|WU, MIN - University Of North Dakota|
Submitted to: Nutrition and Cancer
Publication Type: Peer Reviewed Journal
Publication Acceptance Date: 4/9/2015
Publication Date: 5/26/2015
Publication URL: http://handle.nal.usda.gov/10113/61058
Citation: Zeng, H., Wu, M. 2015. The inhibitory efficacy of methylseleninic acid against colon cancer xenografts in C57BL/6 mice. Nutrition and Cancer. 67(5):831-838.
Interpretive Summary: Epidemiological evidence indicates that selenium (Se) status is inversely associated with cancer risk, and results from several intervention studies show that high Se intakes effectively reduce colon cancer risk. It has been documented that methylseleninic acid (MSeA), a methylselenol precursor, is a superior choice of Se for cancer chemoprevention over other Se compounds. In viewing of the strong association between immunity / primary cancer types and Se anticancer action, it will be of interest to characterize the effect of MSeA on inhibitory efficacy of MSeA against other cancer types. In our present study, the oral dosing MSeA supplementation (1 or 3 mg MSeA/kg body wt) did not change body weight growth curve, body composition and daily food intake. However, the MSeA supplementation at this level significantly inhibited colon cancer growth in a mouse model. This observation demonstrated that MSeA has a strong potential against colon cancer. The information will be useful for scientists and health-care professionals who are interested in using Se as a nutrient and cancer prevention.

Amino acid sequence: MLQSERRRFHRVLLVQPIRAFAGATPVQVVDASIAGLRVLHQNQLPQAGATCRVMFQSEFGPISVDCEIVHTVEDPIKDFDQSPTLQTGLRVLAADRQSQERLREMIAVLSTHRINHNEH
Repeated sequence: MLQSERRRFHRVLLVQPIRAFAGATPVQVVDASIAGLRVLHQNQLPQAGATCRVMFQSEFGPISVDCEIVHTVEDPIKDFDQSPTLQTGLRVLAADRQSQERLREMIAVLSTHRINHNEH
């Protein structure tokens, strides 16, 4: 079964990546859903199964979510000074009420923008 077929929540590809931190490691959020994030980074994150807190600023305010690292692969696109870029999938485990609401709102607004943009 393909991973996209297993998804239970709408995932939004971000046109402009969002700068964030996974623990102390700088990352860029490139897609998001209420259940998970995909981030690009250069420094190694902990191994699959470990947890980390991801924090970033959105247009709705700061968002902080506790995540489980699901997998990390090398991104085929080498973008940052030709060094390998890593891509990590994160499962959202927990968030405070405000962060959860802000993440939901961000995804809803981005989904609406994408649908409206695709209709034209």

Technical Abstract: Data indicate that methylselenol is a critical selenium (Se) metabolite for anticancer activity in vivo. We tested the hypoththesis that oral dosing methylseleninic acid (MSeA), a methylselenol precursor, inhibits the growth of colon cancer xenografts in C57BL/6 mice fed a Se adequate diet. In this study, MSeA supplementation was given by a single oral dose (0, 1 or 3 mg/kg body wt) regimen every 48 h for two weeks before the subcutaneous inoculation of cancer cells, and then daily oral dose starting on the day of subcutaneous inoculation of cancer cells until the end of the study. Oral MSeA supplementation increased Se content of liver, kidney, muscle and plasma and elevated blood glutathione peroxidase (GPx) activities. MSeA supplementation did not change lean/fat body composition, food consumption, plasma leptin level and body weight gain. MSeA (3 mg/kg body wt) inhibited tumor volume and tumor burden (weight) up to 61% when compared to the control group, and this inhibition was associated with a reduction of plasma tumor necrosis factor (TNF alpha'level but elevated blood GPx activities. In addition, we also found that MSeA (1 mg/kg body wt) increased the activation of caspase-3, a major apoptotic enzyme, in tumor tissues. Taken together, the MSeA oral dosing regimen inhibited colon tumor growth, which is associated with high blood GPx activities, caspase-3 activities in tumor tissue and a reduction of plasma TNF alpha level in an immune-competent C57BL/6 mouse model.